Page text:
Tag Archives: Carrots

Swiss Vegetable Medley

Swiss Medley 002

While considering various vegetable side dishes for our Thanksgiving pot luck, I pulled out the recipe for this dish – Swiss Vegetable Medley. It is an interesting recipe in that it is simple, but very tasty. It reminds me very much of the “Semi Home Made” style recipe in that all the work seems to be measuring, and there is no processing other than cooking.

I have updated the recipe slightly since inflation has again changed the packaging sizes of some of the ingredients. But it is still the same good side dish. And if you have problems serving broccoli or cauliflower to your troops, those are almost completely hidden in this dish.

Swiss Vegetable Medley

Ingredients

  • 14 oz package frozen broccoli-carrot-cauliflower combo
  • 1 can condensed cream of chicken soup
  • 1 cup (4 oz.) grated swiss cheese, divided
  • 1/2 cup sour cream
  • 1/4 teaspoon pepper
  • 3 oz French fried onions, divided

Directions

  1. Preheat the oven to 350 degrees F. Thaw and drain the frozen vegetable combo.
  2. Mix together the soup, 1/2 cup (2 ox.) swiss cheese, sour cream, pepper and 1/2 (1.5 oz.) of the French fried onions. Ad the thawed and drained vegetables.
  3. Put into a 1.5 quart sprayed casserole and bake, covered for 30 minutes.
  4. Top with the leftover onions and cheese and return to the oven for an additional 5 minutes, uncovered.


Swiss Medley 003

I was pleasantly surprised to find the frozen vegetable combo still available at my store; so many of the old combos have disappeared from the market. I even found the swiss cheese already grated, and the French’s onion rings are now in a 6 oz package. Everything came together when I shopped.

I tried making the casserole in a 1 quart dish, but it was just too full; thus I am suggesting a larger casserole dish.

Hawaiian Style Macaroni Salad

Mac Salad 004

This year, for our Thanksgiving pot luck, I made two dishes. The first was a repeat of the Sweet Potatoes and Marshmallows. I made a couple changes to the recipe to try to fix the problems I noted last year. I added a note to the recipe to say what I did, and so would direct you there if you are interested. (It should be Yams and Marshmallows).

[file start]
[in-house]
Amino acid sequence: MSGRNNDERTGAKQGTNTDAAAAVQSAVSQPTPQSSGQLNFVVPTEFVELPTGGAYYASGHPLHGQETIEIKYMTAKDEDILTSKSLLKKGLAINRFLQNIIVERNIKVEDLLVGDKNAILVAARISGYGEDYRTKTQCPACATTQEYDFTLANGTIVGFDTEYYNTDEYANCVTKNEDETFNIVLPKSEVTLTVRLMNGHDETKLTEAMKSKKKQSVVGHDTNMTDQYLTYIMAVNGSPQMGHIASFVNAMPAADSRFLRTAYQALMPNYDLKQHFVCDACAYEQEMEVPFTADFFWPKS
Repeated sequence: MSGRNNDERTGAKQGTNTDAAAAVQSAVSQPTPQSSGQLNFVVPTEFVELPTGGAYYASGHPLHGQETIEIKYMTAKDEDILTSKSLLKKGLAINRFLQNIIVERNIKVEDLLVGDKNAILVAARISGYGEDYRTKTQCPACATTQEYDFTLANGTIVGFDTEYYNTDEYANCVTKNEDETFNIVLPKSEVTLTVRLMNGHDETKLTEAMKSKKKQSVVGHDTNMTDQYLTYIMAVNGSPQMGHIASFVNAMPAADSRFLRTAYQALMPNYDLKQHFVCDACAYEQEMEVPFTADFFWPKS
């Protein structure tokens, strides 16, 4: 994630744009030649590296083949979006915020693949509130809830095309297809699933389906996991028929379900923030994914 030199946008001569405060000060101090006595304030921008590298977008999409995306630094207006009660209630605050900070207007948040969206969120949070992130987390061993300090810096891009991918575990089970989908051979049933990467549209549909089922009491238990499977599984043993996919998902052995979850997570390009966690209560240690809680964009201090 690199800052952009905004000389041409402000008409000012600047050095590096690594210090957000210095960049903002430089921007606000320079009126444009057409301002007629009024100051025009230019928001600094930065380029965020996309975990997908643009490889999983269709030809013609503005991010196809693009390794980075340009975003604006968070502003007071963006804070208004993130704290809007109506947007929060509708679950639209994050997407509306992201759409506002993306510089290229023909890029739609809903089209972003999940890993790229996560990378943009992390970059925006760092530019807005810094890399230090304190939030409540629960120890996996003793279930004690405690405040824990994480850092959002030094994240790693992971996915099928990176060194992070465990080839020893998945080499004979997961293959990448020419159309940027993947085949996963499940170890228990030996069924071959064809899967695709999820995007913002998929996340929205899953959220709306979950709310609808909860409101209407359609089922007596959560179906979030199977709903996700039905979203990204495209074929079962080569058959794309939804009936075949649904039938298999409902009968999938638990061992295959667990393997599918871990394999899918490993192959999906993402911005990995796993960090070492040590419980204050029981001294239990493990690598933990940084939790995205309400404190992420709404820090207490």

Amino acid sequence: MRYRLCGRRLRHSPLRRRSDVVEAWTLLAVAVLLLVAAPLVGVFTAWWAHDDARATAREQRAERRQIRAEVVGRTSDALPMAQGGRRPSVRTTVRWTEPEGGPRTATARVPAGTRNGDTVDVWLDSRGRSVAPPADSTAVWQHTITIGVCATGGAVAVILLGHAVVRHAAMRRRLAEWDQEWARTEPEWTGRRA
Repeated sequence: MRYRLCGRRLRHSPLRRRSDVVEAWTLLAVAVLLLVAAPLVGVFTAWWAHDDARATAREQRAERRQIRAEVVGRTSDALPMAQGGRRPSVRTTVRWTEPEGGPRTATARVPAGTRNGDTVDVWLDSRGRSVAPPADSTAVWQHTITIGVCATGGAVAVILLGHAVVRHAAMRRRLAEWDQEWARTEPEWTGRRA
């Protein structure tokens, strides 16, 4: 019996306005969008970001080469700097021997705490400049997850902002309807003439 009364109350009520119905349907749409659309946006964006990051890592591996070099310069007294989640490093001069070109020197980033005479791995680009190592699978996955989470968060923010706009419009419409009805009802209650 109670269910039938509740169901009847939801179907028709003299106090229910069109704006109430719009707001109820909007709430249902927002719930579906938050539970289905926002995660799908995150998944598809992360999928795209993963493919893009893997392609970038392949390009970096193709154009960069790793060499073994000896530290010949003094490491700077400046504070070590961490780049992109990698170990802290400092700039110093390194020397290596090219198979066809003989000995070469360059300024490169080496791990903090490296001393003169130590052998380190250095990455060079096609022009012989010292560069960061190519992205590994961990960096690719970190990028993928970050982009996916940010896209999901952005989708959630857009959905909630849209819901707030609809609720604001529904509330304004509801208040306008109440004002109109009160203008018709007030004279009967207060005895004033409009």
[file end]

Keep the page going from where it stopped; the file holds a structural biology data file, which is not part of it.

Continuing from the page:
Then, while I was considering different vegetable side dishes, it occurred to me that the meat was to be Kalua Pork; our theme was Hawaiian! So I decided that with the pork we should have sticky rice and macaroni salad. After trying to understand what sticky rice was, I decided to do the salad, and that is the recipe I am giving you here.

This salad has a slightly acidic taste from the vinegar rinse. The sauce keeps the macaroni loose; it doesn’t clump up badly. And it has plenty of vegetables.

Mac Salad 001

Hawaiian Style Macaroni Salad

Ingredients

  • 1 pound elbow macaroni
  • 1/2 cup apple cider vinegar
  • 2 cups mayonnaise, divided
  • 2 cups milk, divided
  • 1 Tablespoon brown sugar
  • 1 1/2 teaspoons salt
  • 2 teaspoons pepper
  • 1 bunch scallions, sliced thin (5-7 scallions)
  • 1 1/2 cups shredded carrots
  • 1 1/2 cups minced celery

Directions

  1. Bring a large pot of salted water to a rolling boil. Add the macaroni and cook until soft; about 10 minutes. Drain, and immediately return the macaroni to the cooking pot and toss with the vinegar. Let cool ten minutes.
  2. In a very large bowl, whisk together half the mayonnaise (1 cup) 1 1/2 cups of the milk, the brown sugar, salt and pepper.
  3. Toss the cooled macaroni with the mixed sauce and let cool to room temperature.
  4. Whisk together the remaining mayonnaise (1 cup), milk (1/2 cup).
  5. Once the macaroni and sauce has cooled, fold in the scallions, carrots and celery. Pour the whisked mayo / milk over the salad; toss to coat. Taste and add more salt or pepper as needed.
  6. Chill in the refrigerator until cold.


First, when I say to make the sauce in a very large bowl, I mean more than a 4 quart bowl. I started with my 4 quart mixer bowl and it was full when I added the cooked macaroni. I luckily have a 10 quart bowl and so I switched to that to finish the salad. If the macaroni and sauce fill a 4 quart bowl, you still have to add over a quart of vegetables and thicker sauce.